In the US and European validation cohorts, the serologic 2PY and 4PY levels were associated with an increased three-year risk of severe cardiovascular events[adjusted hazard ratios (HRs) for 2PY of 16 and 20; and for the 4PY metabolite: 19 and 20) Elevated 4PY levels were still strongly related to the incidence of major-type adverse cardiovascular event risk in both people with relatively maintained and compromised renal function.

An association-level study of the genetic variant rs10496731, strongly correlated with both metabolite levels, showed an association with soluble vascular cell adhesion molecule 1 (sVCAM-1). A meta-analysis revealed an association between rs10496731 and sVCAM-1 in 106,000 individuals, including 53,075 women. The validation group (974 individuals, 333 women) showed a significant correlation between sVCAM-1 expression and niacin metabolites.

The administration of the 4PY metabolite (but not 2PY) in physiological amounts increased VCAM-1 expression and leukocyte adhesion to vascular endothelial cells in murine animals. Both niacin metabolites were associated with the residual risk of cardiovascular diseases. The team also proposed an inflammation-dependent mechanism for the clinical association between the 4PY metabolite and severe adverse cardiovascular events.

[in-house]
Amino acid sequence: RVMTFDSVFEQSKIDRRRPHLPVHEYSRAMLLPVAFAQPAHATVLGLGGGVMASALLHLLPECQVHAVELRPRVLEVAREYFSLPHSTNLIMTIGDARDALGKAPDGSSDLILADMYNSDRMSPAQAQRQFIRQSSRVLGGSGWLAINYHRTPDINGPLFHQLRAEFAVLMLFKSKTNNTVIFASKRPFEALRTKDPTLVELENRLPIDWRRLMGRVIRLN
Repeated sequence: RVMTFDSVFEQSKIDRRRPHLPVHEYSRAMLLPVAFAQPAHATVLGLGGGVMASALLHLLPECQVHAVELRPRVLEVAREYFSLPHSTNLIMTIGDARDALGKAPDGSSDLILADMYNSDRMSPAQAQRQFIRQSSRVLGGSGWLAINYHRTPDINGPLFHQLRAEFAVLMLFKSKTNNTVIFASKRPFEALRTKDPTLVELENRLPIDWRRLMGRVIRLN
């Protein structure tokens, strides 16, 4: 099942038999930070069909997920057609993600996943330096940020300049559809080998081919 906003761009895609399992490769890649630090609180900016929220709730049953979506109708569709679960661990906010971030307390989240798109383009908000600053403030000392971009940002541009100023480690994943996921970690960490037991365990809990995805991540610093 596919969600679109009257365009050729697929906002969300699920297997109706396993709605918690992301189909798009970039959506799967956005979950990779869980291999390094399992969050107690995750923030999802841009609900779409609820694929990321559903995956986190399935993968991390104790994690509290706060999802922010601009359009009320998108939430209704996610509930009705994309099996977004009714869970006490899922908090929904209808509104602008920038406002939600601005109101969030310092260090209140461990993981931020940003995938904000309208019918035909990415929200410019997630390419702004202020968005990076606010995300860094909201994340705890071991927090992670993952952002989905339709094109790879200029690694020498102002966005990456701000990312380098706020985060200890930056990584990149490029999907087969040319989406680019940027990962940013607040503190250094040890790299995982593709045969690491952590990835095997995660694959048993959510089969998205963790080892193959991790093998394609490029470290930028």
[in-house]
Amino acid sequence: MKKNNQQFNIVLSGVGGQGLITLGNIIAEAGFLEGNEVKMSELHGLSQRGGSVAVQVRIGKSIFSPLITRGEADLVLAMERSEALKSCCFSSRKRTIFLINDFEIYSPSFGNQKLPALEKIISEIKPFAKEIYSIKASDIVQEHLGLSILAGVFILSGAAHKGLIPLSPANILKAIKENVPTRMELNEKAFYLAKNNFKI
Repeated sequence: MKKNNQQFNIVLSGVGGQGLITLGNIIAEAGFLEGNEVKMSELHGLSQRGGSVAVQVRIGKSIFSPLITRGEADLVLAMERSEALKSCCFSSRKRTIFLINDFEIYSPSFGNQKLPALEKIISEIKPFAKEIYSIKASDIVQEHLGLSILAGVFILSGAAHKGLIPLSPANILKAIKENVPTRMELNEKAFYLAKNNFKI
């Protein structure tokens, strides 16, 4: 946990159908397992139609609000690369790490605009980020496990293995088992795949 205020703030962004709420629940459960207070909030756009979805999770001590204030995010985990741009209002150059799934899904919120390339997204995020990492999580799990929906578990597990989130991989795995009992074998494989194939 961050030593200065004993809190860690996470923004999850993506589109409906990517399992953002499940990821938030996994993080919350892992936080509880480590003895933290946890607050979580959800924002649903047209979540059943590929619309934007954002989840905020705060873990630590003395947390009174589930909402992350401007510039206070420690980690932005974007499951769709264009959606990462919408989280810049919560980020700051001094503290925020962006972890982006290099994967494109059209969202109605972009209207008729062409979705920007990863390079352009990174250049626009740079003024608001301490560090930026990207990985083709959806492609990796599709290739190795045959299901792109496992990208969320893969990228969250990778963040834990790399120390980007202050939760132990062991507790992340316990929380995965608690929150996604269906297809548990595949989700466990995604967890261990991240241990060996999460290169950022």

The study results showed that two end metabolites of niacin and NAD metabolism, 2PY and 4PY, are independently associated with cardiovascular diseases, regardless of established risk factors. Both metabolites are genetically linked to vascular inflammation, with a gene variation strongly associated with circulating 2PY and 4PY levels, as well as sVCAM-1 levels. Excess niacin, particularly 4PY, is associated with an increased MACE risk and may contribute to the residual risk of cardiovascular diseases through inflammatory pathways. Further research is necessary to enhance understanding of these connections.